"It really does mean something to me because it's coming from a guy who is probably one of the more honest MLS players who I've played with," he said. "His experience speaks for itself. It's quite a privilege and an honor to accept the armband from him. He's still carrying on a leadership role, though. It's an innate role that he carries within himself and he portrays it really well, so it's a privilege to take the baton from him and carry the team into the playoffs and hopefully get a result once we're there."

Forecasting how his Rapids will do is an impossible task. At times in 2004, Colorado has looked like Joe Cannon and the Pips, surviving matches due to the outstanding play of its goalkeeper. At other times, it has looked like one of the more dynamic teams in the league, playing attractive soccer and getting some beautiful goals by Jean-Philippe Peguero and inspired play by undrafted rookie Jordan Cila.

Of course, there was also the rarest of times when the Rapids looked like an over-30 squad unable to string more than two or three passes together in the 6-1 shellacking it suffered by the New England Revolution on Sept. 18. It was after that match that Colorado had a spirited players-only team meeting on the way back to Denver that ultimately ended up with Mastroeni emerging as the team captain. Since then, Hankinson's side performed much better in a 1-0 loss to Kansas City on the road and nearly downed the San Jose Earthquakes last weekend if not for an 82nd-minute strike by Dwayne De Rosario.

Mastreoni makes no bones about how tough the season has been for his team and how it's been a learning process throughout. But he is optimistic now that clinching for the playoffs is out of the way and the new life of the playoffs will soon be upon them.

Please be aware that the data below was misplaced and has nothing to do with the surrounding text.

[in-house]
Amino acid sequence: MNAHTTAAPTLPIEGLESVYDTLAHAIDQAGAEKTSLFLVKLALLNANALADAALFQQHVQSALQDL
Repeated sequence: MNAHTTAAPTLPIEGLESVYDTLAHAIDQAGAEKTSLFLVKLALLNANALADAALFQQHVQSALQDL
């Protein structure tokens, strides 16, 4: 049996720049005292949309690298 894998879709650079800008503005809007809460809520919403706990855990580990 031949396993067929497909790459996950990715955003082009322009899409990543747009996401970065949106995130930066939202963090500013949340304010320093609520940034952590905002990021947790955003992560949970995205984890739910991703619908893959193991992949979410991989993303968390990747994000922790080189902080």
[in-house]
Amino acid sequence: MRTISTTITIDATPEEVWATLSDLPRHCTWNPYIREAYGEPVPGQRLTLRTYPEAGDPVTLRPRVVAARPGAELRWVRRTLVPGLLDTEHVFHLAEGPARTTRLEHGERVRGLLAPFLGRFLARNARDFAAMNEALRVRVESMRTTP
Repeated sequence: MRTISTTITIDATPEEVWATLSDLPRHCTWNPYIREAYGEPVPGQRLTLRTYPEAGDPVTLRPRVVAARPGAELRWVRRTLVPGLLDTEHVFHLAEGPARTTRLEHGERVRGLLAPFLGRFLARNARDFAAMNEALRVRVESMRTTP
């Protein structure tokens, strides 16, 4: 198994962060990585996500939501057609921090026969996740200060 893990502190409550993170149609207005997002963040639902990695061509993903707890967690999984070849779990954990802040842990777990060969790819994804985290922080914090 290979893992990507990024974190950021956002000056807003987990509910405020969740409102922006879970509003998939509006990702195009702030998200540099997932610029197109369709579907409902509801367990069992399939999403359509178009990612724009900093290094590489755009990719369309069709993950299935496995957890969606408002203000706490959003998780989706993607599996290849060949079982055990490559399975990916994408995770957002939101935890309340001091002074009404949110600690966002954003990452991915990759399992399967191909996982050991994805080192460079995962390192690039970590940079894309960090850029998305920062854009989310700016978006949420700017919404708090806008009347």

"It's been an up and down year for us," he said. "That loss in New England really woke us up off of a nice streak. But we've worked really hard all season to be in this position and get into the playoffs. We're clicking now, and I think we have the players and the mindset to go in and make a great run for the (MLS) Cup. That's the key to the playoffs -- to be on fire at the right time.

"I think something we've learned in the last few weeks is that we have very good depth on our team with players who make the best of it when given the opportunity. It's a chance for guys to come in and make a claim for themselves."

In a way, that's what Mastreoni is looking for over the next 10 days with the national team. A chance. The same one he got and ran with in the winter and spring of 2002 with strong performances in the CONCACAF Gold Cup and in friendly matches that led to three starts in the World Cup after not appearing in a single qualifying match for the U.S. in the run up to the tournament.

"This week gives me a good opportunity to fine-tune some things and get myself ready again to play at the international level, which is a lot different than MLS," said Mastroeni. "I'm ready for the challenge."

Marc Connolly writes for and several other publications. This column runs each Wednesday on and Marc can be reached at This story was not subject to the approval of Major League Soccer or its clubs.